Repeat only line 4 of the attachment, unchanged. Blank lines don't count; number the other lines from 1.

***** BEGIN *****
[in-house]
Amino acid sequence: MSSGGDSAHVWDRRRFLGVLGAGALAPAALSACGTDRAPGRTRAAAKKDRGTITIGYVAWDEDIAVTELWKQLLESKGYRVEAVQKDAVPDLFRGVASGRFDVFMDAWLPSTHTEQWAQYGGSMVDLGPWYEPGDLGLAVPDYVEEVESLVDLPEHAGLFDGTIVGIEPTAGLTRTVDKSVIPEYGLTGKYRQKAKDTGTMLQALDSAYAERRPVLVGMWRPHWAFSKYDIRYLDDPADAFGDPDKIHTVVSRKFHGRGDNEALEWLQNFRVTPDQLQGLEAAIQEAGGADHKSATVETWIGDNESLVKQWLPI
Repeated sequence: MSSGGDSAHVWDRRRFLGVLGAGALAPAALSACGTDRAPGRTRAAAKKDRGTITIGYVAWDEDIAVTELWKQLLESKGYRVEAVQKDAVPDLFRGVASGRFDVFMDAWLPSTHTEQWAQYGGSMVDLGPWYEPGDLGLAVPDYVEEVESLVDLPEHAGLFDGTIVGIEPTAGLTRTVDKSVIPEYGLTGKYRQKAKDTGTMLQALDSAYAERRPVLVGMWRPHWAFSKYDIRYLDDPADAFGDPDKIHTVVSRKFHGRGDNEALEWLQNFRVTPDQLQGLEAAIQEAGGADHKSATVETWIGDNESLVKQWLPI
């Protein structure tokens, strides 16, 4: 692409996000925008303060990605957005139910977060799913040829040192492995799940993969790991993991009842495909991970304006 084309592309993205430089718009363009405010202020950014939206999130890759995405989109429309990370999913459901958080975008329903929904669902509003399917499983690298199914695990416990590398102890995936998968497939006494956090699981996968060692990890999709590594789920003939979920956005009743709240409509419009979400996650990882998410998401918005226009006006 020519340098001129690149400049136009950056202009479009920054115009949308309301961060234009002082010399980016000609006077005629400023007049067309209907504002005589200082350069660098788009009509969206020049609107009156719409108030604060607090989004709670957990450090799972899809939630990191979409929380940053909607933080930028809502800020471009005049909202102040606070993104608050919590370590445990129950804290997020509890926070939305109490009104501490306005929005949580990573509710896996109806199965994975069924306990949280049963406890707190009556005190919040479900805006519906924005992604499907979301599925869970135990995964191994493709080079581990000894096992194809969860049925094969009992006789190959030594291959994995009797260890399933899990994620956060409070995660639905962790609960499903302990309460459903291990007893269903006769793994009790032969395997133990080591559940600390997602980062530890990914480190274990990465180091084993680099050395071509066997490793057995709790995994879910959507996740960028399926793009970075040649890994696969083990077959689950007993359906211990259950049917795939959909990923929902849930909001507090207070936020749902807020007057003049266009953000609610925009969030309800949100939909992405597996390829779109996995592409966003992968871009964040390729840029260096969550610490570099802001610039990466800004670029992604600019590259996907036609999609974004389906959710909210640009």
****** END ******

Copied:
């Protein structure tokens, strides 16, 4: 692409996000925008303060990605957005139910977060799913040829040192492995799940993969790991993991009842495909991970304006 084309592309993205430089718009363009405010202020950014939206999130890759995405989109429309990370999913459901958080975008329903929904669902509003399917499983690298199914695990416990590398102890995936998968497939006494956090699981996968060692990890999709590594789920003939979920956005009743709240409509419009979400996650990882998410998401918005226009006006 020519340098001129690149400049136009950056202009479009920054115009949308309301961060234009002082010399980016000609006077005629400023007049067309209907504002005589200082350069660098788009009509969206020049609107009156719409108030604060607090989004709670957990450090799972899809939630990191979409929380940053909607933080930028809502800020471009005049909202102040606070993104608050919590370590445990129950804290997020509890926070939305109490009104501490306005929005949580990573509710896996109806199965994975069924306990949280049963406890707190009556005190919040479900805006519906924005992604499907979301599925869970135990995964191994493709080079581990000894096992194809969860049925094969009992006789190959030594291959994995009797260890399933899990994620956060409070995660639905962790609960499903302990309460459903291990007893269903006769793994009790032969395997133990080591559940600390997602980062530890990914480190274990990465180091084993680099050395071509066997490793057995709790995994879910959507996740960028399926793009970075040649890994696969083990077959689950007993359906211990259950049917795939959909990923929902849930909001507090207070936020749902807020007057003049266009953000609610925009969030309800949100939909992405597996390829779109996995592409966003992968871009964040390729840029260096969550610490570099802001610039990466800004670029992604600019590259996907036609999609974004389906959710909210640009």